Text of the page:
According to clinicians who care for those taking opioid agonist therapy (OAT) for addiction to drugs such as heroin and prescription painkillers, there are numerous barriers to treating hepatitis C virus (HCV) among this population. The hope is that by identifying and ultimately modifying such barriers, clinicians will be able to help reduce the high burden of hep C among people who inject drugs (PWID).

Researchers from the C-SCOPE study conducted a cross-sectional survey of 203 health care providers practicing at clinics that provide OAT in the United States (82 clinicians), Canada (16), Europe (92) and Australia (13).

Results were presented at the Annual Meeting of the American Association for the Study of Liver Diseases in Washington, DC.

Eighty-five percent of the respondents said that HCV testing is important among PWID, while 82 percent said treatment for the virus in this population is important. A majority (52 percent) said that before receiving hep C treatment, PWID should be stable with regard to their OAT and their alcohol use (58 percent).

The respondents identified barriers to treating HCV among PWID according to a five-point rating scale in which 1 indicates no barrier, 2 indicates a minor barrier, 3 indicates a moderate barrier, 4 indicates a major barrier and 5 indicates an extreme barrier.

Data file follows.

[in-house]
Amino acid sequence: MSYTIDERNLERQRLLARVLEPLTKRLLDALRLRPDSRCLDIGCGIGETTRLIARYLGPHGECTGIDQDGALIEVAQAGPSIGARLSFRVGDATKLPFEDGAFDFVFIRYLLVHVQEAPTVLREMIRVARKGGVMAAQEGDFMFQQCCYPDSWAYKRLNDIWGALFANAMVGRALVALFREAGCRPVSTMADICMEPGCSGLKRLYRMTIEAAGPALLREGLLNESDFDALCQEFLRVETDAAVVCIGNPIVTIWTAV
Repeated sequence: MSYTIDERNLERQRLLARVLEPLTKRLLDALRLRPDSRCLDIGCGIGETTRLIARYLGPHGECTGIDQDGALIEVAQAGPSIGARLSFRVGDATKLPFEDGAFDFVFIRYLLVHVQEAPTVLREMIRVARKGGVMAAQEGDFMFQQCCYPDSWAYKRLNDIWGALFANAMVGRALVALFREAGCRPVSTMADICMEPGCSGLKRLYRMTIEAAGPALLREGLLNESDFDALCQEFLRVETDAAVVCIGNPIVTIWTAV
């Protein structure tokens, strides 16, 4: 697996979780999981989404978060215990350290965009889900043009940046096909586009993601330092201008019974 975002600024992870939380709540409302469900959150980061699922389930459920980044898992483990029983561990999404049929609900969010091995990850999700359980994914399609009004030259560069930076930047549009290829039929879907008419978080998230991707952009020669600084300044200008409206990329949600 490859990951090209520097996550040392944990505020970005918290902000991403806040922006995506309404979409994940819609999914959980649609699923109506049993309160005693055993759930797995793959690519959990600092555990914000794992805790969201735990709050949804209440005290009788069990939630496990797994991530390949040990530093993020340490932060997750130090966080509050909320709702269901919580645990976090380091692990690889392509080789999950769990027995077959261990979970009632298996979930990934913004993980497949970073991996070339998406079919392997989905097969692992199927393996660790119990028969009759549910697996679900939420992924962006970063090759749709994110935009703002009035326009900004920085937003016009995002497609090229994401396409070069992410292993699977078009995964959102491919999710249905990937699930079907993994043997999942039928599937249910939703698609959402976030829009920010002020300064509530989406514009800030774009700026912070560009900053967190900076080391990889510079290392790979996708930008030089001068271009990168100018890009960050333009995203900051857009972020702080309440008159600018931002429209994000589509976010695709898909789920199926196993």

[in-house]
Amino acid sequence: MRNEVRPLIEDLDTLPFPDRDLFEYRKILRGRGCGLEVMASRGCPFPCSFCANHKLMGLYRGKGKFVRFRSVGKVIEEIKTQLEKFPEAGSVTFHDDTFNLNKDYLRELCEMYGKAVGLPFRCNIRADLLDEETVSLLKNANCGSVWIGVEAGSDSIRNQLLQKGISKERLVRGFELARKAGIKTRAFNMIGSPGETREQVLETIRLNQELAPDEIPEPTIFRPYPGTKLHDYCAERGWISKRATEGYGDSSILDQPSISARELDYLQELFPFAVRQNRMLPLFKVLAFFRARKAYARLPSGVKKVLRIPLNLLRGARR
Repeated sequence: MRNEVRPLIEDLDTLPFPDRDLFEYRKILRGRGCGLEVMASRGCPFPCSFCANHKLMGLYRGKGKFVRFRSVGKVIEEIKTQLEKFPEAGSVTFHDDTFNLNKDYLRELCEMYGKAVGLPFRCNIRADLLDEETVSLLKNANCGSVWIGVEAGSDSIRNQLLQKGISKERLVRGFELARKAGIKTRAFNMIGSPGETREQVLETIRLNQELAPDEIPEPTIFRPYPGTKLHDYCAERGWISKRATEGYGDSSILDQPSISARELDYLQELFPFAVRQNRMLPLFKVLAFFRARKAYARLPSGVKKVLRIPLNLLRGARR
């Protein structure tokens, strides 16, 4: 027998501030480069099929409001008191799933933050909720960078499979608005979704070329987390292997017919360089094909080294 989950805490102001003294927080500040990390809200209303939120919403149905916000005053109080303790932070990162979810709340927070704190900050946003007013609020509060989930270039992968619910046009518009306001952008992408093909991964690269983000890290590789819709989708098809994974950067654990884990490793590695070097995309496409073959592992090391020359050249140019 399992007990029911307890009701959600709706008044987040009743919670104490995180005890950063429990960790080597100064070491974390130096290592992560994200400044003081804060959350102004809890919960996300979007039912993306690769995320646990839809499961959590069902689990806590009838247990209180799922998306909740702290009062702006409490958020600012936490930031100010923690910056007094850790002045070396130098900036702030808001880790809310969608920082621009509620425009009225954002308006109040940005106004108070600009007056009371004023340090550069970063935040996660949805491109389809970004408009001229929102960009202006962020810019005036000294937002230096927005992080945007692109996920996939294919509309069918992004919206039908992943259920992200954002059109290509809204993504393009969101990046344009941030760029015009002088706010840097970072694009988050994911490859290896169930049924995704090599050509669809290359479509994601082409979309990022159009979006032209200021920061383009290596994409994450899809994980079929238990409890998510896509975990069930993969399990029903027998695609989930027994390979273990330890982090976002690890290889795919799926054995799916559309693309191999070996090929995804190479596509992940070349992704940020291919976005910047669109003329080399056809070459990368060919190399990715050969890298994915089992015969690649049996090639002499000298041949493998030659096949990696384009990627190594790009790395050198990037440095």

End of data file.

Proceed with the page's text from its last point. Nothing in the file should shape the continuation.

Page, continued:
Looking at barriers related to the overall health system, the respondents gave an average score of 2.78 for lack of funding for noninvasive liver disease testing, meaning that clinicians generally perceived this factor to be a moderate barrier. Other identified barriers and their average score included long wait times for individuals to see a hep C specialist (2.71), lack of funding for direct-acting antiviral treatments (2.76) and reimbursement restrictions based on drug or alcohol use (2.74).

For barriers related to the functioning of their own clinic, the clinicians identified the need for an off-site referral for a liver disease assessment and treatment (2.31), a lack of peer-support programs (2.27) and the lack of case managers or coordinators to link people to necessary health care options (2.35).

The patient-based barriers identified included patients’ difficulties in navigating the health system (3.01), patients not making referral appointments (3.01), their fear of side effects (2.99) and lack of motivation to receive treatment (2.9).